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Sefie

Sefie

Adventures in home cooking, baking and eating out mostly in the eastern suburbs of Melbourne. A bit of travelling, shopping, and having a good time.

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Tofu Hua – Ginger Special Part One

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I live in a constant state of dessert craving, which is not exactly news to anyone that knows me. But sometimes, I’ll actually have a craving that ticks both the healthy and dessert columns, and when that happens, it’s special enough to blog about.

Tofu Hua (tofu fa or tau huey in Cantonese*) is a light tofu dessert that’s usually served at yum cha. It’s almost the same as Filipino taho which is served for breakfast, which means that we have different priorities to the Chinese. In the early morning, vendors walk up and down the streets carrying large barrels across their shoulders, calling out “taho~” to let people know they can come outside and get a large glass or mug filled with deliciousness.

Taho is straightforward, just a block of soft tofu drowned in brown sugar syrup. Tofu hua is usually made with fresh tofu, with a less sweet syrup, or if you’re really lucky, a ginger sugar syrup. I’m combining the two of these to get the best of both worlds.

* Thanks to Celeste for the Mandarin and Cantonese spellings!

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Tofu Hua with Ginger Syrup

Silken tofu
Sugar
Water
Fresh ginger
Ground ginger (optional)

 

Oh yes, it’s another recipe with no measurements or serving size! But you still love me, right?

For this entry, I’m making a single serving, but will be using the rest of the ingredients in my next couple of blog posts. What am I making? You’ll just have to wait and see…

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Firstly, we’re making a simple syrup – which is equal amounts of sugar and water. I’m using 1.5 cups of both here, but I don’t recommend doing this for any less than 1/2 cup. Simple syrup will last almost indefinitely in the fridge, so it’s not worth the risk of burning a pot, even if you only want a little bit.

Peel and slice your ginger into thin pieces. The amount of ginger you’ll need depends on how much syrup you’re making, how strong you want it, and how quickly you want it to be finished. For my 1.5 cups of (strong) syrup, I used about half the ginger in the picture.

Put everything into a pot and bring to a boil to dissolve the sugar, then simmer. Stir the mixture occasionally so nothing gets stuck to the bottom of the pot.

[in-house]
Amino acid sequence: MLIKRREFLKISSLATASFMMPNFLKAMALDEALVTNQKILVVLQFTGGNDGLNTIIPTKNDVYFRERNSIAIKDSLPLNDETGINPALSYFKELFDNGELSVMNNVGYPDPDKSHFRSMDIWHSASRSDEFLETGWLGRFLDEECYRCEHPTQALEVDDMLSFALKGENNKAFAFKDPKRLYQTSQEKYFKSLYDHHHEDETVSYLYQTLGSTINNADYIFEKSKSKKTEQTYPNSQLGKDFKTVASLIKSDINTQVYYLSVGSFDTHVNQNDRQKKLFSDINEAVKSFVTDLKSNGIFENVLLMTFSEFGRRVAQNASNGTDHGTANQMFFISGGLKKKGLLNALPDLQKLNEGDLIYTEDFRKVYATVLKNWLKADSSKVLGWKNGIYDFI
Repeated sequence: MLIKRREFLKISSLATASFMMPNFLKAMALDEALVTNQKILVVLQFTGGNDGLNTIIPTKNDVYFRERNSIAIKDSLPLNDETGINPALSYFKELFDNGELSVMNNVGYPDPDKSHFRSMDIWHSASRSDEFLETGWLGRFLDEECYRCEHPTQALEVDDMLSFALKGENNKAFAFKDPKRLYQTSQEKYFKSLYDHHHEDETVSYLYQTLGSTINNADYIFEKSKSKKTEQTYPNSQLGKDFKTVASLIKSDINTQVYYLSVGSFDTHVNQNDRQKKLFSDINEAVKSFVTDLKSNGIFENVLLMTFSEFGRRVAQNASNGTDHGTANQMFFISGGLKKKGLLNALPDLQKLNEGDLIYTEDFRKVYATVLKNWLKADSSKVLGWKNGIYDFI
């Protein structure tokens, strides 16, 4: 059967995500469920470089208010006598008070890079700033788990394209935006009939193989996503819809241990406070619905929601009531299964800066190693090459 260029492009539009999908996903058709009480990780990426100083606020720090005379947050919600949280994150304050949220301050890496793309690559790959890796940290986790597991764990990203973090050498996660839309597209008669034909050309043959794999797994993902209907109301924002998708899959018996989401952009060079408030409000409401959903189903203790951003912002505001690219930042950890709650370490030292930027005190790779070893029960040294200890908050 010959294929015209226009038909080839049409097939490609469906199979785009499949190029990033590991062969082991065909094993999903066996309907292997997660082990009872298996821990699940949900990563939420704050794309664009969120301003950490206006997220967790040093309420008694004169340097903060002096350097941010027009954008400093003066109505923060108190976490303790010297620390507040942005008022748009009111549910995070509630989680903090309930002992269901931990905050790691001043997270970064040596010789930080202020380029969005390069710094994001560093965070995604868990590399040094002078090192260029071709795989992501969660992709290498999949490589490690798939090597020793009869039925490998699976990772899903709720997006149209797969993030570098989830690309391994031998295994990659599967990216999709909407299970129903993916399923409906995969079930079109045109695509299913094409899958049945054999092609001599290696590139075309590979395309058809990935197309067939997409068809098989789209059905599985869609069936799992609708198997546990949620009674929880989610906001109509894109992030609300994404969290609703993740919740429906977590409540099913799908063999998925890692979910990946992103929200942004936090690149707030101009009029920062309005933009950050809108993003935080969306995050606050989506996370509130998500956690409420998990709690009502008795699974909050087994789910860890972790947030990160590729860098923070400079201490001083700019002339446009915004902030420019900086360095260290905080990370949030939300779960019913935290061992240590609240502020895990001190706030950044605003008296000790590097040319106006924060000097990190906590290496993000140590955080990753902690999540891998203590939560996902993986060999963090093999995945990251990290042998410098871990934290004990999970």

For a mild syrup, simmer for about 10 minutes. For a stronger syrup, simmer for 20 minutes, or increase the amount of ginger.

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While the syrup is boiling, cut your tofu up carefully. There’s no need to press or drain it.

While fresh tofu is used for yum cha, I didn’t have the patience all the ingredients to make it, so I just went with silken tofu. I think firm tofu would be too firm for this dessert, but if my cravings were strong enough, I’d still probably go ahead and use it.

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And that’s basically it! Strain the ginger pieces out of the syrup, and pour it over the tofu. Let it sit for a few minutes for the heat from the syrup to warm the tofu, or eat rightaway and enjoy the contrasting temperatures.

If your syrup is still not strong enough (or you are too impatient), you can sprinkle some ground ginger into the simmering syrup to give it another boost.

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Left over ginger can be frozen in either whole or grated form. The tube you can see in the freezer bag is grated ginger rolled in cling wrap – whenever I need grated ginger, I just slice a bit off one end. If you are freezing whole ginger, don’t peel it first, and try to use young rather than mature ginger. The higher moisture content means that it freezes faster, and therefore thaws with less damage to the ginger root.

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As for the leftover syrup, store it in a squeeze bottle for easy serving later on, or in an air-tight jar. You can warm the syrup by putting the container in a bowl of hot water for a few minutes.

Since sugar is a preservative, it should last pretty much forever in the fridge. You can use it whenever you’d want to add a bit of gingery sweetness – tea, cocktails or mixed drinks (try it with soda water!), use it as a soak for dried fruit or cakes, ice cream topping, basting liquid for tocino…

Or, you can wait and see what I did in my next couple of posts… Until then, I think I’ll have some more tofu!

Do you have a healthy craving? Or a recipe that you can use in multiple dishes? Let me know in the comments!

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